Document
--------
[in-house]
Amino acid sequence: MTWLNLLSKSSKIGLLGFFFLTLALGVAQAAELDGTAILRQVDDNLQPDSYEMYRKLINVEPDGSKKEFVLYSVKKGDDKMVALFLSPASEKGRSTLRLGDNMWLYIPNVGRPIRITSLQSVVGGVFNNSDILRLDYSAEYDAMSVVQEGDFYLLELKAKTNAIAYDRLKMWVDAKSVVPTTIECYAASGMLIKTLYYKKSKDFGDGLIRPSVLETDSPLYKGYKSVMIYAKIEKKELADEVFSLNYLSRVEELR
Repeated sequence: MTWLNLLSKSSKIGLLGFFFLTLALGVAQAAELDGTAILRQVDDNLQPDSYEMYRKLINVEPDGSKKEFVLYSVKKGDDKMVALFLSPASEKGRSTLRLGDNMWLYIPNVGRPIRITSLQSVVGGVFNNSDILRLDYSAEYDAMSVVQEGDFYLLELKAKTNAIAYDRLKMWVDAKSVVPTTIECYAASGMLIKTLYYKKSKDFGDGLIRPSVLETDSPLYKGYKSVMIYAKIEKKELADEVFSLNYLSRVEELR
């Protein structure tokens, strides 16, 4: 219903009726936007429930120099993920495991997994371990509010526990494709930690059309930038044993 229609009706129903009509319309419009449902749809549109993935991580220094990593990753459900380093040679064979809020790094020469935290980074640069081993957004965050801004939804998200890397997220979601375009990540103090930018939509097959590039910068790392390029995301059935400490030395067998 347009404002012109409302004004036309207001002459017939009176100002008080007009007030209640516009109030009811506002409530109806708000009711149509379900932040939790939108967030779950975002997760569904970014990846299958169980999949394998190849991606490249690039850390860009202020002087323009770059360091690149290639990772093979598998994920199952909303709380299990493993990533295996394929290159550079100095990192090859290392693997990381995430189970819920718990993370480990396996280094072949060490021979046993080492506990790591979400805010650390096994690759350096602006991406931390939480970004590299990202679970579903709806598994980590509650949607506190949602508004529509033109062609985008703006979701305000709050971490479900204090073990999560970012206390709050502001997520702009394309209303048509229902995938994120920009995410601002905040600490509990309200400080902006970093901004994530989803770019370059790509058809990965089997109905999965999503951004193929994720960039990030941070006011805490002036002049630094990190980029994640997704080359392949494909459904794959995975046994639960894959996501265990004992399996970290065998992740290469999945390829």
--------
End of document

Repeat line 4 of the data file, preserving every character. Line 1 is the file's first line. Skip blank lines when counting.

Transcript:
């Protein structure tokens, strides 16, 4: 219903009726936007429930120099993920495991997994371990509010526990494709930690059309930038044993 229609009706129903009509319309419009449902749809549109993935991580220094990593990753459900380093040679064979809020790094020469935290980074640069081993957004965050801004939804998200890397997220979601375009990540103090930018939509097959590039910068790392390029995301059935400490030395067998 347009404002012109409302004004036309207001002459017939009176100002008080007009007030209640516009109030009811506002409530109806708000009711149509379900932040939790939108967030779950975002997760569904970014990846299958169980999949394998190849991606490249690039850390860009202020002087323009770059360091690149290639990772093979598998994920199952909303709380299990493993990533295996394929290159550079100095990192090859290392693997990381995430189970819920718990993370480990396996280094072949060490021979046993080492506990790591979400805010650390096994690759350096602006991406931390939480970004590299990202679970579903709806598994980590509650949607506190949602508004529509033109062609985008703006979701305000709050971490479900204090073990999560970012206390709050502001997520702009394309209303048509229902995938994120920009995410601002905040600490509990309200400080902006970093901004994530989803770019370059790509058809990965089997109905999965999503951004193929994720960039990030941070006011805490002036002049630094990190980029994640997704080359392949494909459904794959995975046994639960894959996501265990004992399996970290065998992740290469999945390829």